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  Features 04/24/02

Pink flamingoes in the front yard

By Maria Moncur

Nature writer Jennifer Price, gestured from the podium Friday morning, capturing her audience's attention as she read, The Pink Flamingo: A Natural History, the second chapter in her popular book entitled Flight Maps: Adventures with Nature in Modern America, at the O.C. Tanner Symposium.

Price unfolded the mystery of the plastic pink flamingo, its origin, history, and birth in hopes of helping her audience make the connection between something that has become a symbol in society, and man's search for what nature really is.

"I have come to believe, and would like to persuade you, that the blow-molding department in the basement, where they still melt polyethylene crystals with pink dye and extrude the hot pink plastic into flamingo-shaped molds, can be just as useful a place to search for the deepest meanings of nature as the most remote wilds of the Rockies, where I have also looked," said Price.

Price said she began her search by listening carefully to the stories people told her about their uses of the pink flamingo. She said the birds have been stolen off lawns during drunken, late-night outings, taken hiking in the Sierras, and been ice-fishing in the Arctic. Price said everyone had a flamingo story to tell.

Price said the idea of the plastic bird which, when first sold went for $2.76 a pair at Sears and Roebuck, began long before 1957 when it was invented by Don Featherstone in Leominster, Massachusetts. For centuries designers and landscapers attempted to create "nature" in homes and gardens throughout England, and eventually brought the idea to America through Andrew Jackson Downing, a 19th century nurseryman, who went as far as to mow his lawn at night to keep his grounds "untouched" by humans.

"Many believe the idea of nature is out there, not in our everyday lives," Price said, "it is the place where cities are not."

By the 1950s, Price said, society was conditioned for the introduction of unique lawn ornaments. The pink flamingo stood for two things, wealth and pizzazz, along with striking boldness. She said regulation lawns in the sprawling suburbs were littered with the pink pairs.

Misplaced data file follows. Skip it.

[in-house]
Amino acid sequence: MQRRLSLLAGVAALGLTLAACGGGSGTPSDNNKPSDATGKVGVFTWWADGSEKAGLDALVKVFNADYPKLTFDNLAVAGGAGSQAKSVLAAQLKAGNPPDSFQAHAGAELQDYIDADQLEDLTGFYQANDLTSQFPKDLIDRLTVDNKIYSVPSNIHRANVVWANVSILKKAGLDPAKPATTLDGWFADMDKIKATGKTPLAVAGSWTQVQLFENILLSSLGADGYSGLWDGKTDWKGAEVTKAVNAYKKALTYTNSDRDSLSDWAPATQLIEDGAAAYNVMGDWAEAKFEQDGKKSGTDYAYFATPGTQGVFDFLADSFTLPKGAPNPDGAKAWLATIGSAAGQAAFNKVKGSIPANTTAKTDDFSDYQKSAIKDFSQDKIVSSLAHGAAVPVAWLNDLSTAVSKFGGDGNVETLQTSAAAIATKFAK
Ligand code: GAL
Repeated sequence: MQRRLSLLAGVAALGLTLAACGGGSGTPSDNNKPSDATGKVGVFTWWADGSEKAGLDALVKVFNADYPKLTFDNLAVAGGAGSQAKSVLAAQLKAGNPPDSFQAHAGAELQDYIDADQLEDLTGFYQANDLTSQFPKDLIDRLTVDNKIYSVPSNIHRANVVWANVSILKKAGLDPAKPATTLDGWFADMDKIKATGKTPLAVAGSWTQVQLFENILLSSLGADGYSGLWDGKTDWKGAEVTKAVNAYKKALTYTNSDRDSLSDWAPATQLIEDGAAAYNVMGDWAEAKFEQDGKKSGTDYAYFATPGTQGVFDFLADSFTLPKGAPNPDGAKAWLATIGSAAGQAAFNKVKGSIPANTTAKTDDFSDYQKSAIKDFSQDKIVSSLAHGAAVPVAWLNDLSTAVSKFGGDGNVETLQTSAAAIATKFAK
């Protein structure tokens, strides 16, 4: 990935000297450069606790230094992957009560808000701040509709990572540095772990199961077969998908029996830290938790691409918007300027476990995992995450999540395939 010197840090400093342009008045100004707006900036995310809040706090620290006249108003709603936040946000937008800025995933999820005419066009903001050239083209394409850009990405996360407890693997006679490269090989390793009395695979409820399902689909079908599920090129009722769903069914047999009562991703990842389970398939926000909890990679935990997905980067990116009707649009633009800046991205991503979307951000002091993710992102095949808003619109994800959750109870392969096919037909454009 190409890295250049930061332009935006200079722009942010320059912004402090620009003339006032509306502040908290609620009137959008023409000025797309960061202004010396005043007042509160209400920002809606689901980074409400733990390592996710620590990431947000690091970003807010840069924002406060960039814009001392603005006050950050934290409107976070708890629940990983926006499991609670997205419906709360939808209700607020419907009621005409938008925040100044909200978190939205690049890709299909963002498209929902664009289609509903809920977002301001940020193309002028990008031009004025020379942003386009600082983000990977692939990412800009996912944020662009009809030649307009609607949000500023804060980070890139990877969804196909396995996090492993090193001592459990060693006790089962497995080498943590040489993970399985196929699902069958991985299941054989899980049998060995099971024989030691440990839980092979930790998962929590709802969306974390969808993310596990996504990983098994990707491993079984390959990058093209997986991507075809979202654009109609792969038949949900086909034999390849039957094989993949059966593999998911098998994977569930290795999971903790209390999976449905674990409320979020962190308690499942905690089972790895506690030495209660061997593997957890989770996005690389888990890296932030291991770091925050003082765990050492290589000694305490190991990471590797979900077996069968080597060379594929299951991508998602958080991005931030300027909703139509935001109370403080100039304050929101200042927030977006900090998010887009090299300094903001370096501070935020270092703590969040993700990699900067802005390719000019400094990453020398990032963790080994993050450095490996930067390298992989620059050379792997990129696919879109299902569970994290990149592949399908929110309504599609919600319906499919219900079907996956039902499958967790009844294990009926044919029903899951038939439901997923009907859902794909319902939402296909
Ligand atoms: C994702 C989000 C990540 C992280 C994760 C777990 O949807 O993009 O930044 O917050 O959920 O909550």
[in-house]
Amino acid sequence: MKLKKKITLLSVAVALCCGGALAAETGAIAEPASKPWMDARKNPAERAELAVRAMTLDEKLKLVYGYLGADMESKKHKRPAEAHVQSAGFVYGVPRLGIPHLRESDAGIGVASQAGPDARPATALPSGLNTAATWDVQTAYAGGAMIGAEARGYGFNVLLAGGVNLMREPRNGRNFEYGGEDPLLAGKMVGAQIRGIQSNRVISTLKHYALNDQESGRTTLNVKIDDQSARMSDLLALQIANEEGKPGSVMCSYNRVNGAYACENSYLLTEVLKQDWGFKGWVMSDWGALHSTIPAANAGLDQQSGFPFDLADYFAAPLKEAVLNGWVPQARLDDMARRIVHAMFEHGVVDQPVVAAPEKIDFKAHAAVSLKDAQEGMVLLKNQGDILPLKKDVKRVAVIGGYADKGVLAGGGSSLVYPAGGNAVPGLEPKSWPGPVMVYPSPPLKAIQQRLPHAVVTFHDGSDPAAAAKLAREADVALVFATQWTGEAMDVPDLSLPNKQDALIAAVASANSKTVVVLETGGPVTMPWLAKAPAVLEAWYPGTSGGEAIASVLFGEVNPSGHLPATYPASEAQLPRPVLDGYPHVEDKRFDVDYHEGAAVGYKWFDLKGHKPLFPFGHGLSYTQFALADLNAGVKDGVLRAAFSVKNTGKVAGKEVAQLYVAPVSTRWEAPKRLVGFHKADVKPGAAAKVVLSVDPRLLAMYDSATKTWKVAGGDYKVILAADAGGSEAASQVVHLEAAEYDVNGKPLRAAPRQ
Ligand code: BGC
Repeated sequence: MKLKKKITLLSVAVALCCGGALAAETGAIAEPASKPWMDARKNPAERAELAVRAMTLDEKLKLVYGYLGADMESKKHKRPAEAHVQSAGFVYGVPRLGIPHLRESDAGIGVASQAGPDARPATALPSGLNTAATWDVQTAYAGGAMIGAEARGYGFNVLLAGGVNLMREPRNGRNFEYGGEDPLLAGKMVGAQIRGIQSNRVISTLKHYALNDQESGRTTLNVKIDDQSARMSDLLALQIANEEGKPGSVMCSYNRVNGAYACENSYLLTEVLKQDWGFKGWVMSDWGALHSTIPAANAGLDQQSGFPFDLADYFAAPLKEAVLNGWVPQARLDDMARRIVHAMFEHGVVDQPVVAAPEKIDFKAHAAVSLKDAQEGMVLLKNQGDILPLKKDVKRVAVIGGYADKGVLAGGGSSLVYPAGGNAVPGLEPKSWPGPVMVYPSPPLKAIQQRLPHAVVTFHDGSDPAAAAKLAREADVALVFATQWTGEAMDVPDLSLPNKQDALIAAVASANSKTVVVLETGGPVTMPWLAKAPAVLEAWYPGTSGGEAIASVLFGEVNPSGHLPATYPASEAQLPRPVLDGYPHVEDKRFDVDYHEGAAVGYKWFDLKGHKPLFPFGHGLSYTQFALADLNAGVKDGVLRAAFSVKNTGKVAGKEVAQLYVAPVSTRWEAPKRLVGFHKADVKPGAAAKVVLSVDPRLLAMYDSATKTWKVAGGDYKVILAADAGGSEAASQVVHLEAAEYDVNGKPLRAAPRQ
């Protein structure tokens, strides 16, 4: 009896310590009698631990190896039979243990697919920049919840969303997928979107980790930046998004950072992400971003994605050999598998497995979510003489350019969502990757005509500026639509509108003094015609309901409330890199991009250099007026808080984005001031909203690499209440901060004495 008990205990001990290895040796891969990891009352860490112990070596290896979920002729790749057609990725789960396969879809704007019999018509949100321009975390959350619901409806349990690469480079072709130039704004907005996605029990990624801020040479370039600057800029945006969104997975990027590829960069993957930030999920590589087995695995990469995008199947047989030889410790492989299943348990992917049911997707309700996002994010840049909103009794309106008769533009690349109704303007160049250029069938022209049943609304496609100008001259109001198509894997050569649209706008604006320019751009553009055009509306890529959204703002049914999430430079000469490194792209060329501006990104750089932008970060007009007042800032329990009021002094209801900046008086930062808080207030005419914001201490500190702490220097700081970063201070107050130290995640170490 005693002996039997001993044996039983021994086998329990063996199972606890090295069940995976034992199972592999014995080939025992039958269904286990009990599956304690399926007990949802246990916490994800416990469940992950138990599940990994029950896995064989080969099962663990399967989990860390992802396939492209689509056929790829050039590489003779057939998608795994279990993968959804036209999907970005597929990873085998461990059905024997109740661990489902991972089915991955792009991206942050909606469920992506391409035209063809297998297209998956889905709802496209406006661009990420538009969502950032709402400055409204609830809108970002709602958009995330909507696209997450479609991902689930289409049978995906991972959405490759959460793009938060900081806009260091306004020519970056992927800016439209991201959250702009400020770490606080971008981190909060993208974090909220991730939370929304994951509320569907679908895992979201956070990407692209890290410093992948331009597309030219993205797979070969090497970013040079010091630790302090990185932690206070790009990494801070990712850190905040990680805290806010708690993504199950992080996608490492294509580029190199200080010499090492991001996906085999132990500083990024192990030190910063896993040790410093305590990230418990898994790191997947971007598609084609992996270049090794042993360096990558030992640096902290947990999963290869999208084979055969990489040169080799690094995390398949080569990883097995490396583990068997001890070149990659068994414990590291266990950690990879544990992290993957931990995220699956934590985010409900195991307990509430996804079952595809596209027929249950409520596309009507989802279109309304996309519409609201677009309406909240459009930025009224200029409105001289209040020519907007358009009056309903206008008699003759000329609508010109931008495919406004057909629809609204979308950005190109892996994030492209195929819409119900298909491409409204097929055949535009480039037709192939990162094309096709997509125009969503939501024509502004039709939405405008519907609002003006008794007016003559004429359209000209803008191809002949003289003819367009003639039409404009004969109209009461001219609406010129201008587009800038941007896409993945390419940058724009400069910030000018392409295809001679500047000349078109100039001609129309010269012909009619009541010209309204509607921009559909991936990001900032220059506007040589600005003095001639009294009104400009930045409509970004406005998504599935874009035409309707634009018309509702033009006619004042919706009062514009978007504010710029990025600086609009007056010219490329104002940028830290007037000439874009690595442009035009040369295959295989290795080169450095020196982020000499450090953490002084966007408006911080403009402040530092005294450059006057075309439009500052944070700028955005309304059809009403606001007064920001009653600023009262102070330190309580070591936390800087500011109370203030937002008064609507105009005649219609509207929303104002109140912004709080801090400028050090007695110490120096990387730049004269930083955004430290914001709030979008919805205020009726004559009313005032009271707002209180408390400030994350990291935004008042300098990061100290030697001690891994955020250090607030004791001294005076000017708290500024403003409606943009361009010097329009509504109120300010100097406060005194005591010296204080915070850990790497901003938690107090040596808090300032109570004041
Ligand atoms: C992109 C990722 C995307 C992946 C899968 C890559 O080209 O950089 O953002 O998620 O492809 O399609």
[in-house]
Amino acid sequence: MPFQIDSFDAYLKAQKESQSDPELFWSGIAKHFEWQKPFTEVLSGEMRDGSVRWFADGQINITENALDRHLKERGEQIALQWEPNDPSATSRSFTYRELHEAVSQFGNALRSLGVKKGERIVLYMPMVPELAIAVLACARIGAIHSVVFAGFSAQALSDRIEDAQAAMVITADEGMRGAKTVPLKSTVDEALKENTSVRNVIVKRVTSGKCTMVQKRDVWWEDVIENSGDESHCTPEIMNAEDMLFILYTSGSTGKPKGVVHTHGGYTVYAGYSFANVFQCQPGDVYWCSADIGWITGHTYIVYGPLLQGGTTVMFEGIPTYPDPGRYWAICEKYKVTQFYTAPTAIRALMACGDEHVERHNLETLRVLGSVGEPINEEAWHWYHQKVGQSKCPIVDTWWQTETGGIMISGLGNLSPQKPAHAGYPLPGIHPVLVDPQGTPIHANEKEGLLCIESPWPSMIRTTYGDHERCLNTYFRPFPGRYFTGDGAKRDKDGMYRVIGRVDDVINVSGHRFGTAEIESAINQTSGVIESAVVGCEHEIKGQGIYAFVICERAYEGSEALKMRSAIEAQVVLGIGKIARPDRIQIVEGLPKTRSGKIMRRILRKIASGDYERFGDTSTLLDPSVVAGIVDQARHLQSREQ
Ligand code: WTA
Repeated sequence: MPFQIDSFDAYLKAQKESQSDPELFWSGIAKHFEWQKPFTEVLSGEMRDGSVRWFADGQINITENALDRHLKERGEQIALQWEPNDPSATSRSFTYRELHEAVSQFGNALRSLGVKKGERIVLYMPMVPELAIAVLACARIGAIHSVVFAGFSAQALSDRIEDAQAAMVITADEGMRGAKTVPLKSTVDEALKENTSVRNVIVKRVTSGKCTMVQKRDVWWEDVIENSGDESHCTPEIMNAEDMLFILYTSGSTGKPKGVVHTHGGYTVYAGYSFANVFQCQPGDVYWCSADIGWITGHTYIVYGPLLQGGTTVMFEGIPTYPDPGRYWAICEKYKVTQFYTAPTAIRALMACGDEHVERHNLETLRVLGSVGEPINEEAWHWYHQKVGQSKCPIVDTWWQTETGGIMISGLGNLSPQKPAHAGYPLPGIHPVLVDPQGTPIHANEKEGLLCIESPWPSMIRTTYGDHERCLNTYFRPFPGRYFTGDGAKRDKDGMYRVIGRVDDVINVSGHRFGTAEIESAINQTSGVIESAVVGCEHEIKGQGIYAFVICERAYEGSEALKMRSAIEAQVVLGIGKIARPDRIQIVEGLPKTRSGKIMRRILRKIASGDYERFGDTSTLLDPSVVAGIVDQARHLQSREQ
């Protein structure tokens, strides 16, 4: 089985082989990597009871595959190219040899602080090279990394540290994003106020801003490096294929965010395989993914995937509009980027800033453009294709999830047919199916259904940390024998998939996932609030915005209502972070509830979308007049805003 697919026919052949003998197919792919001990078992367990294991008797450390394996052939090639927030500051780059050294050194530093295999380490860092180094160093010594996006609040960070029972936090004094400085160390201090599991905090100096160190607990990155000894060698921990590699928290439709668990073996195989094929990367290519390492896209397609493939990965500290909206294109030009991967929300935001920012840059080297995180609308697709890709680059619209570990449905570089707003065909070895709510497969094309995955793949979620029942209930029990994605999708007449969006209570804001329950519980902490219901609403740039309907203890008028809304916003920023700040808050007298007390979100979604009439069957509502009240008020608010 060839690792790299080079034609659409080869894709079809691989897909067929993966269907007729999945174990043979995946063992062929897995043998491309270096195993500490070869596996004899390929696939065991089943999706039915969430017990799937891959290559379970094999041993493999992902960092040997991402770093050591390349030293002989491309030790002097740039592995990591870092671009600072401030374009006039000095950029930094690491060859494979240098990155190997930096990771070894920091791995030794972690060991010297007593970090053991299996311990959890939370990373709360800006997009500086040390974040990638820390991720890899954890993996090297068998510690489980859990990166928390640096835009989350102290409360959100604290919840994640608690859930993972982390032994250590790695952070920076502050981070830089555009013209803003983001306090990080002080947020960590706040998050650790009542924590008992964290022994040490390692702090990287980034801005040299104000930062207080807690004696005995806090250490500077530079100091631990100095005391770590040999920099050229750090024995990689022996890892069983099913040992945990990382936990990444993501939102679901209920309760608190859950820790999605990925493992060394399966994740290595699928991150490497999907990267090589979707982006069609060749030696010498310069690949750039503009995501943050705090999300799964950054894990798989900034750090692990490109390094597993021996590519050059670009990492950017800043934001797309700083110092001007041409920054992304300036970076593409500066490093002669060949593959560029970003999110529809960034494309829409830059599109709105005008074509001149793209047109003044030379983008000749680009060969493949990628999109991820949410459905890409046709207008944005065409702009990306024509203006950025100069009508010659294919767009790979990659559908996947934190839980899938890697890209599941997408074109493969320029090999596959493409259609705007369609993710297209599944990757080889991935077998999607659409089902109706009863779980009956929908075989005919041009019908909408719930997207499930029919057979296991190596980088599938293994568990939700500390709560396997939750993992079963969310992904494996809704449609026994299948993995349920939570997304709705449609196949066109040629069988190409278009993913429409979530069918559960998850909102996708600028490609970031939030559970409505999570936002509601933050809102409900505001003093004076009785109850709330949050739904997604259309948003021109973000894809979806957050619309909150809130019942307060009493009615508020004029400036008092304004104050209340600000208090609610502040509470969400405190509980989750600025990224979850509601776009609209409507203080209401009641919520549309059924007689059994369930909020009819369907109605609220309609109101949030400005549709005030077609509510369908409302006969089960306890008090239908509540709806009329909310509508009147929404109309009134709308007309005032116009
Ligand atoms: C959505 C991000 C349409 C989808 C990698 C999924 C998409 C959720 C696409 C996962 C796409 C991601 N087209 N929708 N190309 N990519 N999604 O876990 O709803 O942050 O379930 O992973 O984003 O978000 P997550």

"Many Americans defined whatever seemed enduring, unique, and absolute as real. Un-Reality, by contrast, was human artifice run amok. What more logical authority to appeal to than nature?" Price said.

She comically said the climax of this growing phenomenon came by 1972.

"When John Waters's movie, 'Pink Flamingos', opened with a shot of the eponymous birds outside the trailer of a three-hundred-pound woman played by the transvestite actor Divine--who vies successfully for the national title of "filthiest person alive" by eating dog feces and murdering her competitors in front of tabloid and TV reporters--it clearly had happened," Price said.

Price went on to elaborate about the procession of the plastic pink flamingo throughout the '80s and '90s. She said sales jumped when the birds were shown on Miami Vice during the '80s and in the '90s when Princeton University students planted a pair in front of their make-shift doublewide classroom. Still she said the questions must be asked; What is good? What is normal? What is nature? What borders have we created?

"These borders--and so many others--are recognizable. All except one lone boundary: Nature and Artifice. In three decades, the baby boomers have broken down borders of every kind. But as we've done so, we've consistently made the wall between nature and not-nature more visible and powerful, and we've left it standing. And this is the last secret, so far, of the pink flamingo. In an age of ever more fluid and negotiable boundaries, an effective boundary marker itself has to mark a boundary that is defined as rigid and absolute. The pink flamingo still works so beautifully because it stakes the UR-boundary that we have used to mark and challenge all others," Price concluded.



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